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Medline ® Abstract for Reference 39

of 'Chagas heart disease: Treatment and prognosis'

Electrophysiologic-structural correlations in chagasic aneurysms causing malignant arrhythmias.
Milei J, Pesce R, Valero E, Muratore C, Beigelman R, Ferrans VJ
Int J Cardiol. 1991 Jul;32(1):65-73.
We studied the structure and ultrastructure of three chagasic aneurysms, the excision of which abolished malignant arrhythmias. Chronic recurrent ventricular tachycardia often occurs in patients with chagasic aneurysms, and ventricular mapping indicates that these arrhythmias originate in regions adjacent to those aneurysms. In our patients, ventricular tachycardia had been refractory to medical treatment. During surgery, epicardial and endocardial mapping showed abnormal potentials. Sutures were placed in the areas of resection, their sizes approximating those of earliest activation so that these sites could be identified. The myocardium showed chronic inflammatory reaction, myocytolysis and fibrosis. The presence of "islets" was common (normal, "early" damaged or "established" necrotic myocytes surrounded by fibrous tissue). The "early" lesions were predominant at the previously identified areas of arrhythmogenic activity. The ultrastructural studies showed hypertrophy of myocytes and partial or complete loss of myofibrils, swelling of mitochondria and disruption of mitochondrial cristae, accumulation of lipofuscin granules, and intracellular oedema. A most striking alteration was the thickening of the basement membranes of myocytes and vascular endothelial and smooth muscle cells. The interlaced fronts of respectively healthy (fast conducting) and "early" damaged (slow conducting) myocytes seen in serial sectioning produced an ideal configuration for reentry circuits. The final proof that the arrhythmias originated in these endocardial regions was their abolition by resection of the aneurysm.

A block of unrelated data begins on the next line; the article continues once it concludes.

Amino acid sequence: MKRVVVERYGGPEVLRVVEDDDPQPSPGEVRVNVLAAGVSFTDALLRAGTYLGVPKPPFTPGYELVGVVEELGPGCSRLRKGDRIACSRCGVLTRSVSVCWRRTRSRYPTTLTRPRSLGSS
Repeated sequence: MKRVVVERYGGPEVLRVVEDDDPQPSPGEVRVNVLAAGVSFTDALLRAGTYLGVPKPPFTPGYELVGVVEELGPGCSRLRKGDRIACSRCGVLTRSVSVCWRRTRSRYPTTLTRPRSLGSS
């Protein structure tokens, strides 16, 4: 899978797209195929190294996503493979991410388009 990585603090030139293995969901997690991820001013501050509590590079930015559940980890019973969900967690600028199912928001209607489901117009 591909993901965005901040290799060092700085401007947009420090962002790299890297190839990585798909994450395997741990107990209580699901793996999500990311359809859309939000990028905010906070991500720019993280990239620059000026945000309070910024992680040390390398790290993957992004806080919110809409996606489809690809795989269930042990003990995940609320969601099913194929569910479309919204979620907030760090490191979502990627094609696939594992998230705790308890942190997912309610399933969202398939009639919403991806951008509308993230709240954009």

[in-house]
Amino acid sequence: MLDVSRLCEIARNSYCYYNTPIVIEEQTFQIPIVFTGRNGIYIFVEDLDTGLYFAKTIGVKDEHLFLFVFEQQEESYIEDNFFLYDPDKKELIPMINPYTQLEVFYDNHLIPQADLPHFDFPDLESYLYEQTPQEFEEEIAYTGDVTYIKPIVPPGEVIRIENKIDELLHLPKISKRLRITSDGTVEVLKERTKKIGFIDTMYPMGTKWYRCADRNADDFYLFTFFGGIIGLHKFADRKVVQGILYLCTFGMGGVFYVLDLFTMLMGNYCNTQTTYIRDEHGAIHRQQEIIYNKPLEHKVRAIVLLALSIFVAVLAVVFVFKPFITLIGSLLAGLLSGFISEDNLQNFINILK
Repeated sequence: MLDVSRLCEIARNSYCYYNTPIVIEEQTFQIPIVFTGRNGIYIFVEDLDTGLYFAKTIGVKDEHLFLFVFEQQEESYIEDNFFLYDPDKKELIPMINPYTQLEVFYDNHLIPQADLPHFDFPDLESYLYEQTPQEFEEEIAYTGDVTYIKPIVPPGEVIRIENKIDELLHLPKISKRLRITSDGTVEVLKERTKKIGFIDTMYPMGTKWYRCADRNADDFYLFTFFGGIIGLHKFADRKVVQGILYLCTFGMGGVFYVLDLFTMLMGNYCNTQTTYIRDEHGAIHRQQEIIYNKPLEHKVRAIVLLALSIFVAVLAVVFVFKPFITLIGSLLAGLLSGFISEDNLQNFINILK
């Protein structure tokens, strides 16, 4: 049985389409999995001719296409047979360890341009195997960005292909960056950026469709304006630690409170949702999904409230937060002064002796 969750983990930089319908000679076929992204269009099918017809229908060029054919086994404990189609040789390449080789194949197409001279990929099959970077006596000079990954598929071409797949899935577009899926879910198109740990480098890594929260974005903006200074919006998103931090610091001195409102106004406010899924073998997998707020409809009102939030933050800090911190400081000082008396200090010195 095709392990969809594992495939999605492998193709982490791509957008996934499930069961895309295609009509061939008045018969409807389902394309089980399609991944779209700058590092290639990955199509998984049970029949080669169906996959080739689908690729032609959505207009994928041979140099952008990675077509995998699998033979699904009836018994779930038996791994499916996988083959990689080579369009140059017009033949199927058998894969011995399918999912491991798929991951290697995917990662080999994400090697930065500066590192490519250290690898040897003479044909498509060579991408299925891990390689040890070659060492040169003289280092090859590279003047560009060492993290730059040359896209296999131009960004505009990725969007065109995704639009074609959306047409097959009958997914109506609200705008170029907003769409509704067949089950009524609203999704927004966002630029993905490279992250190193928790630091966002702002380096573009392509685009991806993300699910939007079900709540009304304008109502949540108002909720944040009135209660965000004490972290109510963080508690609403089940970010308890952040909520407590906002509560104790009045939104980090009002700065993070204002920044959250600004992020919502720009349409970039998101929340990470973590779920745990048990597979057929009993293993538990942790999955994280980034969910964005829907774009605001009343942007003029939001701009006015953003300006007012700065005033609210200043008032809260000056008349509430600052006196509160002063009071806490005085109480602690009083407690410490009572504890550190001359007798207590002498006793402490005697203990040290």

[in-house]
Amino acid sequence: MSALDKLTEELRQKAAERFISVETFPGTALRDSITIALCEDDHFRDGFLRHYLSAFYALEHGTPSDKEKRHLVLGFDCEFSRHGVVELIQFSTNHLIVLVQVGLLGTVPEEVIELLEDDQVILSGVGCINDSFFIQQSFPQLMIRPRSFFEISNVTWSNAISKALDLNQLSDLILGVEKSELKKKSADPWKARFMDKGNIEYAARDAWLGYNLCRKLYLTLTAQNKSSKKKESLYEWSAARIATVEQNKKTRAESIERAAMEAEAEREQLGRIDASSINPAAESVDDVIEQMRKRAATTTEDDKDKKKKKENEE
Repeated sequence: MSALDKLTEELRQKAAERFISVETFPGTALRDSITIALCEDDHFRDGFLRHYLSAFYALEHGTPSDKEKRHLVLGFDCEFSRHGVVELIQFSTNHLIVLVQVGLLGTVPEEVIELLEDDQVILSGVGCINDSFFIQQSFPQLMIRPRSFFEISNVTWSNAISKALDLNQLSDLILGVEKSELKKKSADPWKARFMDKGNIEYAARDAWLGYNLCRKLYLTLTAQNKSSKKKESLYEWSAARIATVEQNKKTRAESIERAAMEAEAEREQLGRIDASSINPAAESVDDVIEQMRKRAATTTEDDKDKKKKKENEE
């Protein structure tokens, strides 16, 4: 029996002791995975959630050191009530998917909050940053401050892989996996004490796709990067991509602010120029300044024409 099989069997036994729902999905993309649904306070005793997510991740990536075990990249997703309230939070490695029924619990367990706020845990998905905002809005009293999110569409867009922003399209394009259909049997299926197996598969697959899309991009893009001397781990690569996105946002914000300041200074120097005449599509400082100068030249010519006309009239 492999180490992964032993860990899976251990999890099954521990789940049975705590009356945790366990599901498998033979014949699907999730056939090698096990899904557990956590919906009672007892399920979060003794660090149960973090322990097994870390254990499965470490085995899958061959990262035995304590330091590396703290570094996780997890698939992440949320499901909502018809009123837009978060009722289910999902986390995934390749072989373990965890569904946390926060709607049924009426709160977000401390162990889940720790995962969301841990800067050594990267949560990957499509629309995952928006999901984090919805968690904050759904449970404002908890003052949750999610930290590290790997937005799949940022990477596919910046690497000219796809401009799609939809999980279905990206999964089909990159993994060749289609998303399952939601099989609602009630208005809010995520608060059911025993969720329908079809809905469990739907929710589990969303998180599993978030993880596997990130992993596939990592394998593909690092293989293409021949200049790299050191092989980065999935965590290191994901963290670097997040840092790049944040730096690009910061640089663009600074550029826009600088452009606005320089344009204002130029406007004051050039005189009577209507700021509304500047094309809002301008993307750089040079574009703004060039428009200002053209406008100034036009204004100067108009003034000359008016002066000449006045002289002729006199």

Cardiopsis, Hospital Juan A. Fernández, Buenos Aires, Argentina.